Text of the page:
How to perform heavy duty, hanging on a smooth tree stem?
Like most woodpeckers, black woodpeckers are adapted to a vertical life clinging on to tree stems and trunks. Unlike mammal tree climbers, such as pine martens or red squirrels, woodpeckers are equipped with very strong, large, and sharp nails, which are exceptionally large to withstand high grip forces.
Woodpeckers have two toes placed backward and two forward, whereas most birds have three toes pointing forward and one backward. To get even better foothold on a thick tree, the outer hind toes can be placed pointing outward, as to prevent sideways rotation around the tree.
The tail feathers are very stiff and serve to provide a third support, resulting in a solid placement of the woodpecker against the tree, which is necessary when the woodpecker starts hammering away.
Flying from one tree to another requires an agile flight, for which black woodpeckers are equipped with broad short wings with wing tip feathers that look like ‘fingers’. These so-called slotted wings reduce drag on the wing tips and may increase agility during the flight.
Regardless the season, black woodpeckers eat mostly ants and the larvae of longhorn beetles (see video below). Especially the latter food items live hidden away in tree trunks, from which they have to be excavated. Black woodpeckers nest in large tree cavities which they also cut out themselves. Chiselling away that wood requires a sturdy bill. Surprisingly, the upper and lower jaws seem weak separately, but when the jaw muscles contract and the lower jaw is pushed slightly forward, the bill becomes a sturdy chisel.
The vertebrae and muscles of the lower neck and back are strongly built and the second pair of ribs is about 3x as thick as the other ribs. This second rib pair serves to attach the muscles involved in delivering the punch to the tree, but also to provide a strong base to transmit impact forces.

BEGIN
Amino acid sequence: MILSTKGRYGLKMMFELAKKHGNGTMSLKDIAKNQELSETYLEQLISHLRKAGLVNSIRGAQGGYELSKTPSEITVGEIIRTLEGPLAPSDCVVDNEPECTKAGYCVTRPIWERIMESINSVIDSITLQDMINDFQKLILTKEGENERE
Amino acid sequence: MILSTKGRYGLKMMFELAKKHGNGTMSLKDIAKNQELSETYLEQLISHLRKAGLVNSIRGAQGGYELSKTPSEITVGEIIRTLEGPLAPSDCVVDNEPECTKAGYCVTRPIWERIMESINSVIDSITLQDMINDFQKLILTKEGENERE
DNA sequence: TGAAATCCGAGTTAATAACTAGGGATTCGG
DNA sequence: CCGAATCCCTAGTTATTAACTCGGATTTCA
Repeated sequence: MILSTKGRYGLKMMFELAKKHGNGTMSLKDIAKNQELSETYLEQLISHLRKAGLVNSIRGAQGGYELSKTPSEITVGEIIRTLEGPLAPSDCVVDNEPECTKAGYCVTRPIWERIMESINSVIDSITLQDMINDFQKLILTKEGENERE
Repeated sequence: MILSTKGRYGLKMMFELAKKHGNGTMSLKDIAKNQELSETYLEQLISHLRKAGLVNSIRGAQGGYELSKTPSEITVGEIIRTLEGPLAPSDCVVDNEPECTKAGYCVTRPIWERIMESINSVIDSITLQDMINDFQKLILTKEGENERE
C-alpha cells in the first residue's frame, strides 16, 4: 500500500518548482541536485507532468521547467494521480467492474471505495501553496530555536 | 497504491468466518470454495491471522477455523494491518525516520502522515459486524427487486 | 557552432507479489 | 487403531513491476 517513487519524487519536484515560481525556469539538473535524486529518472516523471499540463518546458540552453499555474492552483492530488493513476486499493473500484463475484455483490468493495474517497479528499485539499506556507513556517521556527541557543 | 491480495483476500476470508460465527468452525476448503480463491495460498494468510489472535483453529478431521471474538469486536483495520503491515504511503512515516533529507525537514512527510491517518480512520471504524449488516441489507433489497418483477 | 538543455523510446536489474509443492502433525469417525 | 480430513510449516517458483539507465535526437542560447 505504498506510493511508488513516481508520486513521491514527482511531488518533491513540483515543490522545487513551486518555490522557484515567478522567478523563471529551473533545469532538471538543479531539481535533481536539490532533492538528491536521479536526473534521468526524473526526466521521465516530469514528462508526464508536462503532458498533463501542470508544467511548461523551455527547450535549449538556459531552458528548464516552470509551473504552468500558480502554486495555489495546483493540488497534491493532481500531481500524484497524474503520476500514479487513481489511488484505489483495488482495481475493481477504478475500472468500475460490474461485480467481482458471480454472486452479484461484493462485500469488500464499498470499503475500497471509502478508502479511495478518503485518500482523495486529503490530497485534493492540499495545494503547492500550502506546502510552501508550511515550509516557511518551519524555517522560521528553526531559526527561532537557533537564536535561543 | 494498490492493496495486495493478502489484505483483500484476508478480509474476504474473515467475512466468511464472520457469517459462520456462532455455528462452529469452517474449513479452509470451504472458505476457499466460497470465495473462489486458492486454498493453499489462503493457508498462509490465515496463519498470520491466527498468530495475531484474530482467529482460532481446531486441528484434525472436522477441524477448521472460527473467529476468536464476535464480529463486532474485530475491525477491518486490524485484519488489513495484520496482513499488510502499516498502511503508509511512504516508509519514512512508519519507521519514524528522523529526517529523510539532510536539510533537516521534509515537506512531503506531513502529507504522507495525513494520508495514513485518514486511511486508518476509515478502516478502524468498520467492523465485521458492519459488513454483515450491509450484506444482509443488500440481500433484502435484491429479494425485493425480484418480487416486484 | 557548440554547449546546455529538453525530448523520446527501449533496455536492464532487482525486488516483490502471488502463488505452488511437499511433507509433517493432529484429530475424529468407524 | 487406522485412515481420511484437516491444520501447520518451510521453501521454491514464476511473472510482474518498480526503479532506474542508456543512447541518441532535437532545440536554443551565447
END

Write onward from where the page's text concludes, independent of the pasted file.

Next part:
Finally, the impact is partially absorbed by the legs, and the remainder by the tail feathers which are pressed against the tree. The tail bone and muscles are extremely large in order to strengthen the tail when supporting the body, and to pass on the impact force of pecking.
When a prey is exposed after all the pecking, the woodpecker can retrieve the prey with its tongue. By extending the tongue bones, the tip of the tongue can reach about 7 cm beyond the tip of the beak. At rest, the tongue bones loop around the head from the base of the tongue up to the nostrils!
Hooks on the tip of the tongue are used to grasp larger soft insect larvae from their hide-outs. The salivary glands are well-developed to create a sticky slime, which helps ants and other small insects to stick to the tongue.
Because the diet is made up of protein rich insects, which is relatively easy to digest, the stomach is not very muscular and the anatomical features of the digestive tract are simple.